Welcome to “Sleeping Mountains”

The past becomes present through us. Past narratives guide present actions. Past relationships inform those in the present. Past thought provides stimuli for present theory. Past descriptions of states of mind serve as reassurance that we in the present are not alone but instead have a wealth of advice to fall back on. And yet, the past remains in the shadows, unseen, asleep in the present.

This blog is entitled Sleeping Mountains in allusion to a poem by Yosano Akiko that I first encountered in a course by Dr. Kimberly Kono at Smith College. It was originally the title of a blog about my life working and studying in Japan from 2005 to 2012.

Text Mining

Installing MeCab and RMeCab on a Mac

Since my last post, you’ve maybe played around with WebChamame a bit. That site is a powerful tool to see what’s possible in natural language processing, which is a method used in linguistics and other social sciences to create statistics from texts. Although with WebChamame you are able to determine a number of settings and output your data into downloadable files, however, the site has its limitations. Most prominent among them: it takes a long time to find the bits of information you might be interested in.

Statisticians created the computer language R and the editor RStudio to overcome that problem because they need to wrangle data quickly to produce useful information. It is also possible to tokenize premodern Japanese texts in R and RStudio, but it requires installing a program for morphological analysis on your own computer. As you might have noticed in the last post, WebChamame uses MeCab for its morphological analyses.

This is an illustration from Tsutsumi and Ogiso (2015) of WebChamame’s workflow.
Text Mining

Breaking Digital Premodern Japanese Texts Down into Words using WebChamame

If you want to analyze Japanese texts digitally, the first problem you might run up against is that Japanese does not use spaces between words. A computer needs those spaces to know when one word ends and the next begins. So, you first need to be able to “tokenize” those words, that is determine the words. Deciding what is a word and what is not is difficult to decide. Is a verb ending a word or a part of a word? Linguists discuss these kinds of questions for us literary scholars and have created the necessary tools so that we don’t have to insert spaces manually into a text. Imagine how much work that would be!

This is an image from Den, et al., 2007, illustrating the different levels of differentiation between words in modern Japanese, taking into account complex composite nouns and verbs, in this case verbs combining a noun with the irregular verb “to do” (suru).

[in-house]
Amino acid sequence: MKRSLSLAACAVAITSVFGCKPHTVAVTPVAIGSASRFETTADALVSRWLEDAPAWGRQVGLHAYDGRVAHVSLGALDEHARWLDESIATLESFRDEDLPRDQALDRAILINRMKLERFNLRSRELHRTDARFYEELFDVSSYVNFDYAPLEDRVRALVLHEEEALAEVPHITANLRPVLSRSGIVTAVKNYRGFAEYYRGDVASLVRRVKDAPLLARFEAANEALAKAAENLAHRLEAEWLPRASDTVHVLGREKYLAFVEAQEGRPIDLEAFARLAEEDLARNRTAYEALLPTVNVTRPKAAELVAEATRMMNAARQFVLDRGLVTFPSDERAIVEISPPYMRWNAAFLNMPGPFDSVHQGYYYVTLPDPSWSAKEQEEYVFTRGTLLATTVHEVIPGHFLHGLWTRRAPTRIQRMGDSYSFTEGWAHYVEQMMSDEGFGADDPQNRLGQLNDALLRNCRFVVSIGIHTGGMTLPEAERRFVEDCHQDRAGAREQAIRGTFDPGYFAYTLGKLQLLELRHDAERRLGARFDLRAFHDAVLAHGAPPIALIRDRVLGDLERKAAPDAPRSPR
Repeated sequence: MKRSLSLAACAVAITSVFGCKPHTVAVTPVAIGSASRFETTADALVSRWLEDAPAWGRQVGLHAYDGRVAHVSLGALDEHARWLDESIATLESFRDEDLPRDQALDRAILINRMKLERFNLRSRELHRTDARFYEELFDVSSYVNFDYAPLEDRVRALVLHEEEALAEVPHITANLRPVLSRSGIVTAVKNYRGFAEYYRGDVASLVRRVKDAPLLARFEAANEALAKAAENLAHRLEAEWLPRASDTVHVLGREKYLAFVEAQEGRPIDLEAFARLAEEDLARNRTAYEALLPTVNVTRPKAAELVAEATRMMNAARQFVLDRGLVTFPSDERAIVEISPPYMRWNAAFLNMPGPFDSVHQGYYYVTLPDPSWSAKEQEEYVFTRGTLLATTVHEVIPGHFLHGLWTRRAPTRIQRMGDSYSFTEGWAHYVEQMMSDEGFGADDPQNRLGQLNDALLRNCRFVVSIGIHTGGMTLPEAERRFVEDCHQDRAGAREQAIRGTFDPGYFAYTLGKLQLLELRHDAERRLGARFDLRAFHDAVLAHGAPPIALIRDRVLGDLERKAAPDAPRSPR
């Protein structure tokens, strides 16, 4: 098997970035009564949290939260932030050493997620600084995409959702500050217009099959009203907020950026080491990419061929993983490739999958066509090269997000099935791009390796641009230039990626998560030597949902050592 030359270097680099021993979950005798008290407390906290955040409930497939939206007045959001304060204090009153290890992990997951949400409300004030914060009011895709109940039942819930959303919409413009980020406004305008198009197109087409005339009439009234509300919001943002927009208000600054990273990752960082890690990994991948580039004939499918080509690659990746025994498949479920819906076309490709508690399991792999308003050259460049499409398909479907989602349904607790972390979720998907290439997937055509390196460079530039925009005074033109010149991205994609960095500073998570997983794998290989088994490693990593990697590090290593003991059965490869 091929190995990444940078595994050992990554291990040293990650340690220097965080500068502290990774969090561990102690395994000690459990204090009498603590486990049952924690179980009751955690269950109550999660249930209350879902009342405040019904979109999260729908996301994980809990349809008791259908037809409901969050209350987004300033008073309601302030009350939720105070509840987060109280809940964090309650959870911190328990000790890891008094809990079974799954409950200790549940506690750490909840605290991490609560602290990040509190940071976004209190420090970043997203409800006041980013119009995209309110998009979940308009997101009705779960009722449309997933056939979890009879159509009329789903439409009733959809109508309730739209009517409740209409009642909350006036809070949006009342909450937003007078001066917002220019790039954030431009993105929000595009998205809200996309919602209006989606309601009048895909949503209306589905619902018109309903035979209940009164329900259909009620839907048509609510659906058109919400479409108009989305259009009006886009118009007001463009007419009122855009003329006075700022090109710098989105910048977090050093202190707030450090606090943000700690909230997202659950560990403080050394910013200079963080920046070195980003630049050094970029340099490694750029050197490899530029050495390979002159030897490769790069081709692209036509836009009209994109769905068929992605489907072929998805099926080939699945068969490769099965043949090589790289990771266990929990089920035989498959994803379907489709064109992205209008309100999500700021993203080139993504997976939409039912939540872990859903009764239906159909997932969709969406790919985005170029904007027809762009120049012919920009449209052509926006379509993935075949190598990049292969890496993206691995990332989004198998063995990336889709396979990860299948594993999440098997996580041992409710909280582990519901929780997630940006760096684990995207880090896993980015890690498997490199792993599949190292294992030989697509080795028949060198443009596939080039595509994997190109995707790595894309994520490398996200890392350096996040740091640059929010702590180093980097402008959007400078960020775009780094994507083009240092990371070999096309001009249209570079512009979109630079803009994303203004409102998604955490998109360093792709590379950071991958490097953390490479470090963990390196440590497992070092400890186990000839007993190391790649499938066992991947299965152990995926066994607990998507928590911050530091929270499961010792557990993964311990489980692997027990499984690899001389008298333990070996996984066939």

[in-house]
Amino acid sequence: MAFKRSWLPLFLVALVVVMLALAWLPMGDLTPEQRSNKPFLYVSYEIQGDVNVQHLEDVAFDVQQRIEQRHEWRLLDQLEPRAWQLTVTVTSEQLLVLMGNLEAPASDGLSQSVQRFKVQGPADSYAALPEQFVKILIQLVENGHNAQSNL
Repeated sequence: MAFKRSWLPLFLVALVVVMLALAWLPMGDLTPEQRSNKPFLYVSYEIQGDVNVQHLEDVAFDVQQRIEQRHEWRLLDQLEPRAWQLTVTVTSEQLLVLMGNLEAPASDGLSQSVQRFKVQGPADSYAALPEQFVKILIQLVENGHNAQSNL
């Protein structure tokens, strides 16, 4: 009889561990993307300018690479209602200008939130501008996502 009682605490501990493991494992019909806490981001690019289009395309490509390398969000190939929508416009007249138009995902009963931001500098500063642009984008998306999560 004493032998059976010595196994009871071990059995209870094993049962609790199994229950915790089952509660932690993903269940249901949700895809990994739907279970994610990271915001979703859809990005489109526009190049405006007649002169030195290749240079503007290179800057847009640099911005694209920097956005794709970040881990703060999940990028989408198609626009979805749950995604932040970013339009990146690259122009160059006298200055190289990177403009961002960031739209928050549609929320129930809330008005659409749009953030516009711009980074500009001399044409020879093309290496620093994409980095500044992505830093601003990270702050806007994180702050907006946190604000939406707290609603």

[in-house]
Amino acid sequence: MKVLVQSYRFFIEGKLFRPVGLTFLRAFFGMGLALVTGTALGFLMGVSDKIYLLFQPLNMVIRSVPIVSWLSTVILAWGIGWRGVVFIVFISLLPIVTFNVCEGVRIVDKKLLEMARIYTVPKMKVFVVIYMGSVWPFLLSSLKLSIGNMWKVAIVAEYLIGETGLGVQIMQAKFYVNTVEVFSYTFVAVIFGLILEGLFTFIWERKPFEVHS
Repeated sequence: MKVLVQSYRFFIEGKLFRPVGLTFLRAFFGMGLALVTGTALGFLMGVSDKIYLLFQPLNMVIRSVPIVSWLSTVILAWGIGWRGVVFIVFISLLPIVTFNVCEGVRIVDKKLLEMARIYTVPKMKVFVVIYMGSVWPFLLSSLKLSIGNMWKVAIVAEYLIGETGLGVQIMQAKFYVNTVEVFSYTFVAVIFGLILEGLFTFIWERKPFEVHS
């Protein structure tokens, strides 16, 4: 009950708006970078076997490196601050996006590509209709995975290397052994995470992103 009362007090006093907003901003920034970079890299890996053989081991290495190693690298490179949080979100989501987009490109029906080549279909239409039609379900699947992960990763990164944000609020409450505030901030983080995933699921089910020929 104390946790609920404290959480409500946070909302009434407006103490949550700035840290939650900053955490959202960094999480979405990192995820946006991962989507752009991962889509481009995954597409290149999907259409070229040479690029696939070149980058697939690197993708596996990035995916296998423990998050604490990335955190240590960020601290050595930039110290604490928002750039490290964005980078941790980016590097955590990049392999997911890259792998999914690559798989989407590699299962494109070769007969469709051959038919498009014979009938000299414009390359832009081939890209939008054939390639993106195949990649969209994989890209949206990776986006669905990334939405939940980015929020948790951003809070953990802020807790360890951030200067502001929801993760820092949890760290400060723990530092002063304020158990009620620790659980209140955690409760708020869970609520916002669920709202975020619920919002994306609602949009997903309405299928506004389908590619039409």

One way to see how computers can tokenize words (without installing anything on your own computer) is to use WebChamame. This site was built by researchers at the National Institute of Japanese Language and Linguistics. To get started, type a Japanese sentence into the left window on the WebChamame site.

This is a screengrab of the WebChamame website on June 28, 2022. Type your text into the box under 「テキストを入力」 to see what this site can do.

Happy Year of the Tiger

Storage houses at Tōshōgū in Nikkō on January 1, 2022. Photo by H. McGaughey.

Kashiwa, Chiba Over a year ago, my partner and I both got fellowships from the Japan Society for the Promotion of Science (JSPS). It took a long time to get to Japan, and we were able to take advantage of our privilege as researchers at universities. Students, professionals, and their families have had a far harder time of it and many have not been able to come at all, keeping couples and families apart for months even years now. May this year be good to us all!

This year, I finally made it Nikkō Shrine and the opportunity was our New Year break. We rented a small home near the shrine called Tōshōgū, where Tokugawa Ieyasu is entombed.

Class Material

Lektüre klassischer Texte (Reading classical Texts)

Trier, Germany This is a part of a lesson I developed for a German advanced reading class in classical Japanese (kobun) for the Japanologie department at the University of Trier in the winter semester of 2020/2021. Students were asked to test their skills reading a broad selection of poetry. I found published translations of all of these poems into English. Please get in touch if you are interested.